, Chairman, President and Chief Executive Officer, Applied Materials, USA

    Moderated by

    Alan E. Salzman

    , Chief Executive Officer and Managing Partner, VantagePoint Venture Partners, USA


    Disclosures
    This summary was prepared by Bill Hinchberger. The views expressed are those of certain participants in the discussion and do not necessarily reflect the views of all participants or of the World Economic Forum.

    Copyright 2010 World Economic Forum
    No part of this material may be copied, photocopied or duplicated in any form by any means or redistributed without the prior written consent of the World Economic Forum.

    Thursday 28 January

    Keywords: low-carbon economy, sustainable economy, green economy

    Recommended reading for: Global Agenda Councils on Economic Growth & Development, the Future of Sustainable Construction, the Future of Transportation, Sustainable Energy, and Climate Change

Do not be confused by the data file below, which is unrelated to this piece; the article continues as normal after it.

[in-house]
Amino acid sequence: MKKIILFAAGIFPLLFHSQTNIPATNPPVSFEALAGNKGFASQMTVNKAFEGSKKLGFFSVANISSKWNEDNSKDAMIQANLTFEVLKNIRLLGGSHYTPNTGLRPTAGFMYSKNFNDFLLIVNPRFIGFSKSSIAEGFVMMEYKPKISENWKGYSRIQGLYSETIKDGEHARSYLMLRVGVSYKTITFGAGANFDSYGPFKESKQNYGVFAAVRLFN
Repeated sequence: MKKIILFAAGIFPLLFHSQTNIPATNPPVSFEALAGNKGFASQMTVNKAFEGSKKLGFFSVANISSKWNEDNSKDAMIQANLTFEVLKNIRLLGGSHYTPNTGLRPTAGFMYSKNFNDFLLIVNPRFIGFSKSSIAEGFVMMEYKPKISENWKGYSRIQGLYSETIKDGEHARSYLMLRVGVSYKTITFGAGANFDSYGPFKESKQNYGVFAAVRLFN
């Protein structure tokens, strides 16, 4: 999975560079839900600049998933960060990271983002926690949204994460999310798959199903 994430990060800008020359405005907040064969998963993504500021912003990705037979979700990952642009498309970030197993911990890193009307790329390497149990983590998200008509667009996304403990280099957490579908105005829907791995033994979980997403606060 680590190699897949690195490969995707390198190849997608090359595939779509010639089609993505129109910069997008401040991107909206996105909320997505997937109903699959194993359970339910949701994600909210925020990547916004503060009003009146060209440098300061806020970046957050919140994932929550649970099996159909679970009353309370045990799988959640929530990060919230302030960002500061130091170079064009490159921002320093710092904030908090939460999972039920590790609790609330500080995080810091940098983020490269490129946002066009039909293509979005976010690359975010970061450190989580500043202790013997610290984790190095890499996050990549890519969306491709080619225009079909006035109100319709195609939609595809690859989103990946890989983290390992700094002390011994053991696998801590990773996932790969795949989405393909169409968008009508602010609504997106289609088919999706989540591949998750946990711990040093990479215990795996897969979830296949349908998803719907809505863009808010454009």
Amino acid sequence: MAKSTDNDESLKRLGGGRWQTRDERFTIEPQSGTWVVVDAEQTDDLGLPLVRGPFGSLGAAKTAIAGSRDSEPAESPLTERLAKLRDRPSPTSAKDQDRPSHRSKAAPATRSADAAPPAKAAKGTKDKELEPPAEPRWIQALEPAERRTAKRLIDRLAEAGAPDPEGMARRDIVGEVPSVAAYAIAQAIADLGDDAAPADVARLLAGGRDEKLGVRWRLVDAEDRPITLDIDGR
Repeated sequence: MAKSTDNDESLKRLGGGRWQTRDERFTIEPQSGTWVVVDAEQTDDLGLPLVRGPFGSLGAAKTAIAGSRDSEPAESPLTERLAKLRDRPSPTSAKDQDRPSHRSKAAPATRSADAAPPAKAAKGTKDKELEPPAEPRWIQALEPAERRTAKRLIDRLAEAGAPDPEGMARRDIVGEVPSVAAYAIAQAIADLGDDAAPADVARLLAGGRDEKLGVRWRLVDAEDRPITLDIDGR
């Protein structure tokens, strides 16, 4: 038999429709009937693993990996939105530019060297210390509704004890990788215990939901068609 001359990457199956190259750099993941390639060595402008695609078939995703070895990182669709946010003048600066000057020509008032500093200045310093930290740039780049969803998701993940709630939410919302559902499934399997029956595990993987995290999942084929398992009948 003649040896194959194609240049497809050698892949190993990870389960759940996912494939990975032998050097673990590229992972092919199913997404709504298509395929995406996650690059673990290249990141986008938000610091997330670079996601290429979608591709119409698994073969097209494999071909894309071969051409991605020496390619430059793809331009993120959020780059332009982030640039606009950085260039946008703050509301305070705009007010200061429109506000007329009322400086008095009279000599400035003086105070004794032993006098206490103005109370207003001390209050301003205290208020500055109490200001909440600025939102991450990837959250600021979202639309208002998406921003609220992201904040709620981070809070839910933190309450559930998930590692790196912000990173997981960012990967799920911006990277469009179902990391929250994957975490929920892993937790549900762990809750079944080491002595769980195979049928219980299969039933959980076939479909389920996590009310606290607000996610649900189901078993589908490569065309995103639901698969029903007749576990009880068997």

Moderated by

  • Alan E. Salzman Alan E. Salzman
    Chief Executive Officer and Managing Partner, VantagePoint Capital Partners, USA

    Graduate, London School of Economics, University of Toronto, Stanford Law School and Vrije Universit...

Speakers

  • Sir Michael Rake Sir Michael Rake
    Chairman, BT Group, United Kingdom

    1974-2007, with KPMG; international roles including: 1986-89, Senior Partner, Middle East Practice; ...

  • Robert Greifeld Robert Greifeld
    Chief Executive Officer, The NASDAQ OMX Group, USA

    BA in English, Iona College; MBA, New York Univ. Former: President and COO, Automated Securities Cle...

  • Michael R. Splinter Michael R. Splinter
    Chairman and Chief Executive Officer, Applied Materials, USA

    1972, Bachelor's in Electrical Engineering and 1974, Master's in Electrical Engineering, University ...

  • Azim H. Premji Azim H. Premji
    Chairman, Wipro, India

    Graduate in Electrical Engineering, Stanford University. Since late 1960s, at the helm of Wipro; cur...

  • Luiz Fernando Furlan Luiz Fernando Furlan
    Member of the Board of Directors, Brasil Foods, Brazil

    Degrees in Business Administration and Chemical Engineering. 1976-2002, with Sadia including: Execut...